By Besha Rodell
By Patrick Range McDonald
By Michael Goldstein
By Dennis Romero
By Sarah Fenske
By Matthew Mullins
By Patrick Range McDonald
By LA Weekly
Aside from that, McCourt has long wanted to launch a regional sports network, which could add $1 billion in value to the Dodger franchise. But Ingram said it would be best to hold off on raising money for that until closer to 2013, when the Fox TV contract expires.
Even those trimmed-down ambitions, however, were put on hold when Bank of America rejected McCourt's request for capital.
Also on hold is the "Next 50" project — a $500 million plan, announced in 2008, to revitalize Dodger Stadium in time for its 50th anniversary in 2012. For now, McCourt has ordered his employees not to spend money on it.
The recession also helped to scuttle the CITIC partnership. At least at the moment, there are no plans to buy any soccer teams or establish a global sports empire.
As fans are well aware, the Dodgers' player payroll is down this year, to $95 million. McCourt emphatically denies that this is due to the divorce, and it does appear from Dodger financial records that the intent to cut payroll predated the McCourts' split.
This year, McCourt tried to borrow $10 million to cover legal expenses and couldn't. More recently, he has had to borrow money from his brother and business partners to make his monthly spousal-support payments.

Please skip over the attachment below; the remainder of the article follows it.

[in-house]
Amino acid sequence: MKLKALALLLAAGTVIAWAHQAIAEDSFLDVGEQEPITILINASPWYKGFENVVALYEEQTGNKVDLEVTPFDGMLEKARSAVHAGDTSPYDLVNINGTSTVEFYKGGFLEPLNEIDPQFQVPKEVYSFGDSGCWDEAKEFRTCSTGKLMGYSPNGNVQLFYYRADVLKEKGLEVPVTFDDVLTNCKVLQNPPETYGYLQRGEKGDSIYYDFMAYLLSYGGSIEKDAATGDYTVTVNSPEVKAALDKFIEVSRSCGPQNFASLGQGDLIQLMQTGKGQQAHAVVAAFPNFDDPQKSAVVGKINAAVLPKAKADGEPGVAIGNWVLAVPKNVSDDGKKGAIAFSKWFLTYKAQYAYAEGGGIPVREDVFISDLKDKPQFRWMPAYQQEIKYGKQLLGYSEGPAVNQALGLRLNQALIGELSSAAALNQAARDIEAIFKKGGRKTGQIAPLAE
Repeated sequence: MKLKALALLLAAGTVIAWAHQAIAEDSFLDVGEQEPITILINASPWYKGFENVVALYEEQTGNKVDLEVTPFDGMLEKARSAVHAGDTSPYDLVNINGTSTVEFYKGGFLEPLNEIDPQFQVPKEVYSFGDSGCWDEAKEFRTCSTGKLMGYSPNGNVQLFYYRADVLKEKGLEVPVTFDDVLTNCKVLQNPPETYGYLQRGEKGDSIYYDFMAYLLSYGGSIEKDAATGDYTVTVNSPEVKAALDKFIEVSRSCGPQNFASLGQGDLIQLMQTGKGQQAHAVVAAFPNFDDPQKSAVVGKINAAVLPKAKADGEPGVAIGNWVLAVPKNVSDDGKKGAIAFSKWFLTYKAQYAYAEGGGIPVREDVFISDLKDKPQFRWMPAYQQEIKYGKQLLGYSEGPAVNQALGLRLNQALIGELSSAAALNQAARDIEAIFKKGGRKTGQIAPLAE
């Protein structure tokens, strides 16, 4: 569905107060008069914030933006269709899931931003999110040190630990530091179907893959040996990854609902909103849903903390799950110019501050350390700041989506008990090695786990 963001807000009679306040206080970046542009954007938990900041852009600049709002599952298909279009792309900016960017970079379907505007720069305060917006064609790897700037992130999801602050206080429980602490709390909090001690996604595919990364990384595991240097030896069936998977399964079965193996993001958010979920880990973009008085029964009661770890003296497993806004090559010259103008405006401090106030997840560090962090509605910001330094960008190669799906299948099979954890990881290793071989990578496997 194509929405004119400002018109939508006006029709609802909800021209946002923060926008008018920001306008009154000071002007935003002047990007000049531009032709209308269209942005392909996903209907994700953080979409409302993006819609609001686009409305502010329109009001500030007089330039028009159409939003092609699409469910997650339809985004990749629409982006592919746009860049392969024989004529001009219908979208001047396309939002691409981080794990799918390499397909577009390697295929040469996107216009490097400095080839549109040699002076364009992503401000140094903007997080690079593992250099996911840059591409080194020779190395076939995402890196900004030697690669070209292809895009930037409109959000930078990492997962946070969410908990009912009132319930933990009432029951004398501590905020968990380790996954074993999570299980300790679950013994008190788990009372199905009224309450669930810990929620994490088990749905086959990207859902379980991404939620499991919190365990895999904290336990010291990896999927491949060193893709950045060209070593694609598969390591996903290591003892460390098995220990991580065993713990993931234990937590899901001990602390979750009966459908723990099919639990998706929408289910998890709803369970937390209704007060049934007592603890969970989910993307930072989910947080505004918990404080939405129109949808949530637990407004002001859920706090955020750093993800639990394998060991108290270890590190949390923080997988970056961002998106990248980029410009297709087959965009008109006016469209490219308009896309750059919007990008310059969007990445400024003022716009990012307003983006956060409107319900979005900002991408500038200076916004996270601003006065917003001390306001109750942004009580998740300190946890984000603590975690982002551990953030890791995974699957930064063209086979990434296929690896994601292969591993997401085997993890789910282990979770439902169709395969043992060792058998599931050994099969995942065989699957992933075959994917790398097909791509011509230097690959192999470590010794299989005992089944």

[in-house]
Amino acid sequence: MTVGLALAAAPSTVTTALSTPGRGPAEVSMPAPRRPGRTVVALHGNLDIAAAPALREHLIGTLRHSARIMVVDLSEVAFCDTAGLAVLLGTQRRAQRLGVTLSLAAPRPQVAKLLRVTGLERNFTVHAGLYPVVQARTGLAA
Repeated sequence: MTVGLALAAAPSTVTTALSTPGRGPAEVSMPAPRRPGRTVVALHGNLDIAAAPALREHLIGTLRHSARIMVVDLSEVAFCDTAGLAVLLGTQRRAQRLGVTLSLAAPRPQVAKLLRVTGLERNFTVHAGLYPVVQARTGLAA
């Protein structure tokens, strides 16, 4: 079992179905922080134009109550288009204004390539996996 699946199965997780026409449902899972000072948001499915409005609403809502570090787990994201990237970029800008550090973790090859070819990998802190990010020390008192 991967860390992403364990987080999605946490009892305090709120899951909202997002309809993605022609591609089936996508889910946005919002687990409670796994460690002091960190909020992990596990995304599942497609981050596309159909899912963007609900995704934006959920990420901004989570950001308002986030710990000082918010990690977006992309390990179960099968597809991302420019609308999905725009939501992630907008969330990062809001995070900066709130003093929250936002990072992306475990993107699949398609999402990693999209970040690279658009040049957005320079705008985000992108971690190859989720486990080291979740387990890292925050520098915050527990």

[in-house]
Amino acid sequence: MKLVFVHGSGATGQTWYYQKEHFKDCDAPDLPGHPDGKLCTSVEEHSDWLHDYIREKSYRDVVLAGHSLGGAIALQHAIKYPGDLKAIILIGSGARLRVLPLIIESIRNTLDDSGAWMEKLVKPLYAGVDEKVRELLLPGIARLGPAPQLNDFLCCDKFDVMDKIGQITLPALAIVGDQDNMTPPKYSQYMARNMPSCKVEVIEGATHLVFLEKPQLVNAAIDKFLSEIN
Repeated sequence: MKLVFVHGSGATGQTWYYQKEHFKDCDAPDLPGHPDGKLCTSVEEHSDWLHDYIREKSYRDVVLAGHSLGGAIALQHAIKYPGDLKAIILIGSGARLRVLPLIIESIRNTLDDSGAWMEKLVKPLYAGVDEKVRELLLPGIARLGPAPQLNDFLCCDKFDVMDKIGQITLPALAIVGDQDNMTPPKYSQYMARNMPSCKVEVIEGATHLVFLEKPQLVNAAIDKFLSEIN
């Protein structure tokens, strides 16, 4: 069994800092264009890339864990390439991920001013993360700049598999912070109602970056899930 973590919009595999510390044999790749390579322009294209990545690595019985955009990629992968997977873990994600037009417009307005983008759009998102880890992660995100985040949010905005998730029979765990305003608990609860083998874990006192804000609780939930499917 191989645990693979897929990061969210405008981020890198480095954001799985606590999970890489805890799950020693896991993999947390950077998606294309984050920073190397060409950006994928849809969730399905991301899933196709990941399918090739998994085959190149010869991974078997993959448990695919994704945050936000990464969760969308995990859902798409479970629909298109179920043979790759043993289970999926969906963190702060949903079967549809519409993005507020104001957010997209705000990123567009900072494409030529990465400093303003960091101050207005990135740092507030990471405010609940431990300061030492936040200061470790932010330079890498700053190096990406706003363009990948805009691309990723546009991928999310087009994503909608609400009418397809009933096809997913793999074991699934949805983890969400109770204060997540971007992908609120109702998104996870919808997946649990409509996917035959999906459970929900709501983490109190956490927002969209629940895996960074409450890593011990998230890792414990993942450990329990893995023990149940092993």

The divorce trial looms as a big unknown. Though McCourt has the upper hand, he and Jamie each have something to lose by taking the case to trial. Jamie's lawyers, led by superlawyer David Boies, are challenging the validity of the marital-property agreement. She claims she didn't know what she was signing, and Judge Scott Gordon could rule that it unfairly favors McCourt and decide to split their assets 50-50.
They may still settle before the case goes to trial. But to do that, they'll have to overcome their instinct to keep fighting until the other one gives in.
On the eve of trial, David Chase has some unsolicited advice for his former business partner: "I hope he comes to his senses one day and realizes that money is important, but family and people are more important. It's just a shame.
"So many young people when they get a lot of success, then the friends of yesterday are no longer important. Money is all that is important. That's the pity of it all."
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